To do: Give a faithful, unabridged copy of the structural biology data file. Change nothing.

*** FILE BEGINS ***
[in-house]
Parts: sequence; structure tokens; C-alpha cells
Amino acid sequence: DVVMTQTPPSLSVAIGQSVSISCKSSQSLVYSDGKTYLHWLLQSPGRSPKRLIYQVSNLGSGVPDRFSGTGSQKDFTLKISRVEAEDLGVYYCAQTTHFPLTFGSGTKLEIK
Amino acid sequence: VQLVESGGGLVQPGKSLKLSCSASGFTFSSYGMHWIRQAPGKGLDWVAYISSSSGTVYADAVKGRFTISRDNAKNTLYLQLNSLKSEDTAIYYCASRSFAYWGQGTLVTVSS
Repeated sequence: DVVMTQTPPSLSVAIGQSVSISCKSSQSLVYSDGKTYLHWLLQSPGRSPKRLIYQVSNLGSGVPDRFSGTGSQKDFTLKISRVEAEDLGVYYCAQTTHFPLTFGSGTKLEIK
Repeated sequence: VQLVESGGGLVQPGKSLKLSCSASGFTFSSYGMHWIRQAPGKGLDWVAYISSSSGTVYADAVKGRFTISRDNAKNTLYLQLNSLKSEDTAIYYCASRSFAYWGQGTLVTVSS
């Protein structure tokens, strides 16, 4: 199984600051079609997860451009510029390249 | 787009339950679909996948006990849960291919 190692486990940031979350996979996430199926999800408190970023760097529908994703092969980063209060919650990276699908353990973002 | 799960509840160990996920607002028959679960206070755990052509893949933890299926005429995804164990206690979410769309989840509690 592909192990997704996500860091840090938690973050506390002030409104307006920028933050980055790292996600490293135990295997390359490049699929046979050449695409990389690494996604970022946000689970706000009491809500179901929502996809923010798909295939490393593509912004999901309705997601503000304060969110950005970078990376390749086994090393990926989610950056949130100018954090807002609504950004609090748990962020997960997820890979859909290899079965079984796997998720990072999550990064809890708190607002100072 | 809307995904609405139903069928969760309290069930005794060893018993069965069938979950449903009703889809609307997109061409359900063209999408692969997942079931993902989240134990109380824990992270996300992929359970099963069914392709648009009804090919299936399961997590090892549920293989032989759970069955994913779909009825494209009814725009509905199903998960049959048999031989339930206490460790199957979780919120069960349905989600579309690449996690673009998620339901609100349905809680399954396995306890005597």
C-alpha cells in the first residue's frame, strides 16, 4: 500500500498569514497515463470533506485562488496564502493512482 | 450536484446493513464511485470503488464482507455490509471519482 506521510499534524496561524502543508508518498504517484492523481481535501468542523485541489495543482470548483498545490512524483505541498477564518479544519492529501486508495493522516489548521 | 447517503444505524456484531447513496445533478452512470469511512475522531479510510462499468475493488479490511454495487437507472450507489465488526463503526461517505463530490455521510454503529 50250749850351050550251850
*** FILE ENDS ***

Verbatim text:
[in-house]
Parts: sequence; structure tokens; C-alpha cells
Amino acid sequence: DVVMTQTPPSLSVAIGQSVSISCKSSQSLVYSDGKTYLHWLLQSPGRSPKRLIYQVSNLGSGVPDRFSGTGSQKDFTLKISRVEAEDLGVYYCAQTTHFPLTFGSGTKLEIK
Amino acid sequence: VQLVESGGGLVQPGKSLKLSCSASGFTFSSYGMHWIRQAPGKGLDWVAYISSSSGTVYADAVKGRFTISRDNAKNTLYLQLNSLKSEDTAIYYCASRSFAYWGQGTLVTVSS
Repeated sequence: DVVMTQTPPSLSVAIGQSVSISCKSSQSLVYSDGKTYLHWLLQSPGRSPKRLIYQVSNLGSGVPDRFSGTGSQKDFTLKISRVEAEDLGVYYCAQTTHFPLTFGSGTKLEIK
Repeated sequence: VQLVESGGGLVQPGKSLKLSCSASGFTFSSYGMHWIRQAPGKGLDWVAYISSSSGTVYADAVKGRFTISRDNAKNTLYLQLNSLKSEDTAIYYCASRSFAYWGQGTLVTVSS
């Protein structure tokens, strides 16, 4: 199984600051079609997860451009510029390249 | 787009339950679909996948006990849960291919 190692486990940031979350996979996430199926999800408190970023760097529908994703092969980063209060919650990276699908353990973002 | 799960509840160990996920607002028959679960206070755990052509893949933890299926005429995804164990206690979410769309989840509690 592909192990997704996500860091840090938690973050506390002030409104307006920028933050980055790292996600490293135990295997390359490049699929046979050449695409990389690494996604970022946000689970706000009491809500179901929502996809923010798909295939490393593509912004999901309705997601503000304060969110950005970078990376390749086994090393990926989610950056949130100018954090807002609504950004609090748990962020997960997820890979859909290899079965079984796997998720990072999550990064809890708190607002100072 | 809307995904609405139903069928969760309290069930005794060893018993069965069938979950449903009703889809609307997109061409359900063209999408692969997942079931993902989240134990109380824990992270996300992929359970099963069914392709648009009804090919299936399961997590090892549920293989032989759970069955994913779909009825494209009814725009509905199903998960049959048999031989339930206490460790199957979780919120069960349905989600579309690449996690673009998620339901609100349905809680399954396995306890005597």
C-alpha cells in the first residue's frame, strides 16, 4: 500500500498569514497515463470533506485562488496564502493512482 | 450536484446493513464511485470503488464482507455490509471519482 506521510499534524496561524502543508508518498504517484492523481481535501468542523485541489495543482470548483498545490512524483505541498477564518479544519492529501486508495493522516489548521 | 447517503444505524456484531447513496445533478452512470469511512475522531479510510462499468475493488479490511454495487437507472450507489465488526463503526461517505463530490455521510454503529 50250749850351050550251850